Fur Seals
© WWF Russia / Yuri Artyukhin
Fur Seals

WWF Position

In course of time different kinds of fish appeared on our shelves replacing each other: Cod, hake, pollock, herring, , grenadier, whiting replaced wild sturgeon, black caviar, semga (European salmon), sardine-iwasi? . This reflected the situation in our seas: stocks of many species of fish were depleted and the fishing had to switch to new, previously unused species.

Today, half a century later, cod is still caught in the Barents Sea. The main fishery “granary” is the Far East. Pollock, Far Eastern salmon and herring are caught here in good quantities. Pacific cod stocks are growing up too.

While the status of aquatic biological resources (ABR), stocks of the main commercial species does not inspire fear. However, the ABR is not coal or oil, their stocks are subject of significant fluctuations, depending on the environment, climate change, deterioration of reproduction due to human influence: overfishing, pollution, removal of important marine ecosystem food chain and etc.

WWF insists on the complex (integrated) planning of all activities on the sea shelf ecosystem-based!

Ecosystem Based Management – EBM is an internationally recognized powerful tool for the sustainable use of marine resources.

It includes:

1) The introduction of the principals of sustainable fisheries, outlined in the Code for Responsible Fisheries FAO.

2) The introduction of modern system of monitoring of fishing activities and correspondence between the fleet power and the fish stocks.

3) The development of conditions and programs to mitigate the adverse effects of fishing on the ecosystems, using the precautionary approach to estimate the total allowable catch (TAC).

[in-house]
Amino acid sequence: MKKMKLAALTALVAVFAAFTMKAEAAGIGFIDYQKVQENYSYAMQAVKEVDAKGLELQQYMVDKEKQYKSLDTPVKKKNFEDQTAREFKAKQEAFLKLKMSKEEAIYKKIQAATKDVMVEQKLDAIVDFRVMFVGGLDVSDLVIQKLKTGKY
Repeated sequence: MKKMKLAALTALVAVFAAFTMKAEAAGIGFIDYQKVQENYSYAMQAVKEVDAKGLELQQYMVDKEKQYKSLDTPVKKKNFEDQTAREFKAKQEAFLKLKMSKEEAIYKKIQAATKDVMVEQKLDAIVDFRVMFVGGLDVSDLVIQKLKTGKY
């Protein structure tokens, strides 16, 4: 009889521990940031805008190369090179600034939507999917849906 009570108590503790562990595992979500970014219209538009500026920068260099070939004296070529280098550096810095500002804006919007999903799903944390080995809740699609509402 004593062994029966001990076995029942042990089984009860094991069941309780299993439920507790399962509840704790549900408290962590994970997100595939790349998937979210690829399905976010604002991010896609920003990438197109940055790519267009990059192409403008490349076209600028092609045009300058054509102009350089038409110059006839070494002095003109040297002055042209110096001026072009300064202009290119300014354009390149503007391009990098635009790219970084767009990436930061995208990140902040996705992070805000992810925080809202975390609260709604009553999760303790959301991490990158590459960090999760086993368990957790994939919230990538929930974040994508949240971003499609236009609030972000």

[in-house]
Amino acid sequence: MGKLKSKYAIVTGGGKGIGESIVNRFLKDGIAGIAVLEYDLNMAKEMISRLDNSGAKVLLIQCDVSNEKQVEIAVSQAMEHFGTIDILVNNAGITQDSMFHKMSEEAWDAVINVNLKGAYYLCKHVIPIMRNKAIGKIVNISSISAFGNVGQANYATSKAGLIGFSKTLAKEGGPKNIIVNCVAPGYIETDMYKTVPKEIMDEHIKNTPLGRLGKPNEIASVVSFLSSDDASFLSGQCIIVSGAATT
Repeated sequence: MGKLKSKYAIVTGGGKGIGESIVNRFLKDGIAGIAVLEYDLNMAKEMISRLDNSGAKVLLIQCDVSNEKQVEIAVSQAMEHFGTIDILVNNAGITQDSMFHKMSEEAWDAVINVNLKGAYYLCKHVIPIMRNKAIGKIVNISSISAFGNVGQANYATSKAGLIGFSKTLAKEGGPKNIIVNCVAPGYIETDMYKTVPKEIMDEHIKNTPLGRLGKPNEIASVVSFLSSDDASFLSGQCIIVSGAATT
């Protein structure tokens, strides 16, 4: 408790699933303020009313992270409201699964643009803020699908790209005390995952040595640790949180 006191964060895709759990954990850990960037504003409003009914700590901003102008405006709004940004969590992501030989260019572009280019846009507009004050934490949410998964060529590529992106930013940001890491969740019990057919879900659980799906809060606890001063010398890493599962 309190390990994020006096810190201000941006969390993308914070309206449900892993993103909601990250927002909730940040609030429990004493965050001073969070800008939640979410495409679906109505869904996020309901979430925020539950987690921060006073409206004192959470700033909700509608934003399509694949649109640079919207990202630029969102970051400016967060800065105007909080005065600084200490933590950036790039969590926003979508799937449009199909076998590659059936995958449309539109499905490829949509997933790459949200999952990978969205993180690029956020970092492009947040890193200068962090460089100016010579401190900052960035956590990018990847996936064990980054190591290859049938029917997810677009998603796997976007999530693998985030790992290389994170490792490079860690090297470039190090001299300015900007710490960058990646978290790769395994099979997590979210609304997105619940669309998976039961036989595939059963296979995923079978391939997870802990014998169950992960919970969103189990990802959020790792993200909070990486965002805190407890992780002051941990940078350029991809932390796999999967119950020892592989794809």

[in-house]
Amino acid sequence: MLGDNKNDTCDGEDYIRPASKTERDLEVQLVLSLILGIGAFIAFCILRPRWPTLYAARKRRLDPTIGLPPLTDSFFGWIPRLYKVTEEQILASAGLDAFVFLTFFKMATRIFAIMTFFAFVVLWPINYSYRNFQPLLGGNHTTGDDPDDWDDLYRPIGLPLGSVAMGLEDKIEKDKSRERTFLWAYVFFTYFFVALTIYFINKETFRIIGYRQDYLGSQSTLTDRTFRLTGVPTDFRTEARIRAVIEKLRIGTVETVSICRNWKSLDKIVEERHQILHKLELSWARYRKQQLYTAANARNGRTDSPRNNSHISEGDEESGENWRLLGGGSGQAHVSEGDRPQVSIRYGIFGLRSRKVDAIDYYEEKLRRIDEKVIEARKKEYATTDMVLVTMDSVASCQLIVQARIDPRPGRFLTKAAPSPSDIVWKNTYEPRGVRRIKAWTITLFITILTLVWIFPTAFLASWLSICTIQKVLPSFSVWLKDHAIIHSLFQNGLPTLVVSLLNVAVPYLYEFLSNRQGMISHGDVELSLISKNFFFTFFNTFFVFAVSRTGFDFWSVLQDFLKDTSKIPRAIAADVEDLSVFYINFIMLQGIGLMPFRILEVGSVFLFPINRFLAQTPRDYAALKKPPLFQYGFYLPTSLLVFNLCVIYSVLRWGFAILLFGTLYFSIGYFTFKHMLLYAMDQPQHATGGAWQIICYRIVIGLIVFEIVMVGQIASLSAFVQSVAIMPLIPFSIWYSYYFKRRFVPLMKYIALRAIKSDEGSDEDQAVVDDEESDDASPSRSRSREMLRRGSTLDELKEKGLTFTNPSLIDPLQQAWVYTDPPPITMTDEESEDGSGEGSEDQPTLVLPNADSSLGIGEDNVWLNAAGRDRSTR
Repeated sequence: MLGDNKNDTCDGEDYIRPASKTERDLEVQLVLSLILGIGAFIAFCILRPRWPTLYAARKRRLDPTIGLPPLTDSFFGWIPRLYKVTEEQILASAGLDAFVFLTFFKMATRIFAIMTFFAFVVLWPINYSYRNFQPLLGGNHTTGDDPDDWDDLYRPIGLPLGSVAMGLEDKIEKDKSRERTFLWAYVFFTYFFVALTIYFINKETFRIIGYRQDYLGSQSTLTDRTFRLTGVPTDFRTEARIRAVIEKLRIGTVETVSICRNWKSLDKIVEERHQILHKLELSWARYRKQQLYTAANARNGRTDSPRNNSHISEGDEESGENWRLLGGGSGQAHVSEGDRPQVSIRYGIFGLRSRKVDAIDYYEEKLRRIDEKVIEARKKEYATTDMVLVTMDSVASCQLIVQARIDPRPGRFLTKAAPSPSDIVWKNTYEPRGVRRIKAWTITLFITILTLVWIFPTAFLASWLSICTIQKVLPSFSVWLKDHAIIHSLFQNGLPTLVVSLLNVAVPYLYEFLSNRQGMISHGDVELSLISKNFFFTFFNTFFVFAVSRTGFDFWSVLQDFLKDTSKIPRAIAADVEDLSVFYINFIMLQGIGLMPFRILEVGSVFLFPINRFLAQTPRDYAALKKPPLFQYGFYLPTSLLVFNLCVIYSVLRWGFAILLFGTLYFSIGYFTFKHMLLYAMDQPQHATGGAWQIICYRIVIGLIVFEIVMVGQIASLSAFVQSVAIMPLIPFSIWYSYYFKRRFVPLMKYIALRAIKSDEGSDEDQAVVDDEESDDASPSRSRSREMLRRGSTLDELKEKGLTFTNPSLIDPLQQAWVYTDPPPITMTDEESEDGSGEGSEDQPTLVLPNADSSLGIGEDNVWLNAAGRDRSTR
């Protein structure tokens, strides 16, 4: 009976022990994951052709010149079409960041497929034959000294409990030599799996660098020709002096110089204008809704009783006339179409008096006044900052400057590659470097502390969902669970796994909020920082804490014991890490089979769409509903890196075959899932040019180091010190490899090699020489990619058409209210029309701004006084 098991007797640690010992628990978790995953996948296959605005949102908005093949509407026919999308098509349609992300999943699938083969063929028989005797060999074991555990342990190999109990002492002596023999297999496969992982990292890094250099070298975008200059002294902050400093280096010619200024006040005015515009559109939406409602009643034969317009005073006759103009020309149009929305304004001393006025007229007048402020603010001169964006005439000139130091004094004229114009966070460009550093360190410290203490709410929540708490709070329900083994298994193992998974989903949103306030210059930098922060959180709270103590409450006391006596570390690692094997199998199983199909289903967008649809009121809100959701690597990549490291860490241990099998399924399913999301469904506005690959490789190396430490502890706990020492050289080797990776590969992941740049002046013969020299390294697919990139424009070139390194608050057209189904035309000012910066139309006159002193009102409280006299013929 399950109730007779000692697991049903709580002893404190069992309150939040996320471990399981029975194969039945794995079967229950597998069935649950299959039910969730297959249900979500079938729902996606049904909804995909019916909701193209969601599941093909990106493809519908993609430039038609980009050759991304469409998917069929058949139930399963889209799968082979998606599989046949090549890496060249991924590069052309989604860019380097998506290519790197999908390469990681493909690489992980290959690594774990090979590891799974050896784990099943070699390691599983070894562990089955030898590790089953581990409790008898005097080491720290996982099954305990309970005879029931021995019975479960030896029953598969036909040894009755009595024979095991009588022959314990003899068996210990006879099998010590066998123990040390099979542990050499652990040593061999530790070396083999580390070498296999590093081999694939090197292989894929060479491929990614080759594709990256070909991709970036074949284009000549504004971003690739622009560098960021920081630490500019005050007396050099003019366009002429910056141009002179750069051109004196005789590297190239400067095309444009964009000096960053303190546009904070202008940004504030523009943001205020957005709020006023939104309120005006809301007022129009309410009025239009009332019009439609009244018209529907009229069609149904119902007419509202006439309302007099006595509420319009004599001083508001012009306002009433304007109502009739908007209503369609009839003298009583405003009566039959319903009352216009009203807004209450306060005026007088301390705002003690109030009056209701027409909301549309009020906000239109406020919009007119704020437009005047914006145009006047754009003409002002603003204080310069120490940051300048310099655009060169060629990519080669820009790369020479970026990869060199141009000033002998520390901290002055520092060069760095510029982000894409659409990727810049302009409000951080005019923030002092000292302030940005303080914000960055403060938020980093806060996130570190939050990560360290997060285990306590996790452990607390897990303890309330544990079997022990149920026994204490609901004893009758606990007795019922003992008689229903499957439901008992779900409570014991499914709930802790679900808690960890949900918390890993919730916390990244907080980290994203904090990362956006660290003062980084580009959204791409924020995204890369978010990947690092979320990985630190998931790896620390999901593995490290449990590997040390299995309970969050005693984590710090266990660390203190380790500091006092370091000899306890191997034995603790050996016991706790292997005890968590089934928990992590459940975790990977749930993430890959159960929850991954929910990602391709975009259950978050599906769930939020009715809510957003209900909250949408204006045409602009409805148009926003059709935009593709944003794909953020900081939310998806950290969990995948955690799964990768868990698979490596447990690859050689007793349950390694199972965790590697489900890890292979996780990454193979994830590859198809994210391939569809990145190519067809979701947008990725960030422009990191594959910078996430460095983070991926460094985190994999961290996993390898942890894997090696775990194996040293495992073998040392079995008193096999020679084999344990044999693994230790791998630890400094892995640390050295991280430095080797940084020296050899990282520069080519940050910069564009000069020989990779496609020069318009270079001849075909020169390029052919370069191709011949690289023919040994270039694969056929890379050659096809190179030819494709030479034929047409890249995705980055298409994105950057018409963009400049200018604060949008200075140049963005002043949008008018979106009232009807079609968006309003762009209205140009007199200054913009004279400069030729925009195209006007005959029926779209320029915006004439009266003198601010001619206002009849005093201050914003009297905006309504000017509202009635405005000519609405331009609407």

4) Further development of the system of realistic acting marine protected areas, including so-called Fishery Marine protected zones (in particular, on the Western Kamchatka), which are under our legislation.

5) The application of environmental impact assessment (EIA) designing procedure for issuing of the TAC and a significant improvement of the impact analysis procedure of fishing gear on ecosystems.

6) The creation of plans for improving fisheries management (this is a widespread international practice).

To make effective use of the aquatic bioresources (ABR), key habitats and breeding places of fishing targets, Russia should implement more actively the complex spatial planning and empower functions of the Maritime College or the Ministry of Economic Development.

So-called “Green audit” is engaged in the analysis of compliance of fisheries with the principals of responsible fisheries – the environmental certification of fishing in accordance with the standards of the Marine Stewardship Council (MSC).

To be certified under these standards, the fishermen have to prove that the fishing does not reduce the stock of the target species, has a minimal impact on the ecosystem and the fishery is managed effectively.

For additional information please contact
Konstantin Zgurovsky
Coordinator of WWF Russia Marine Programme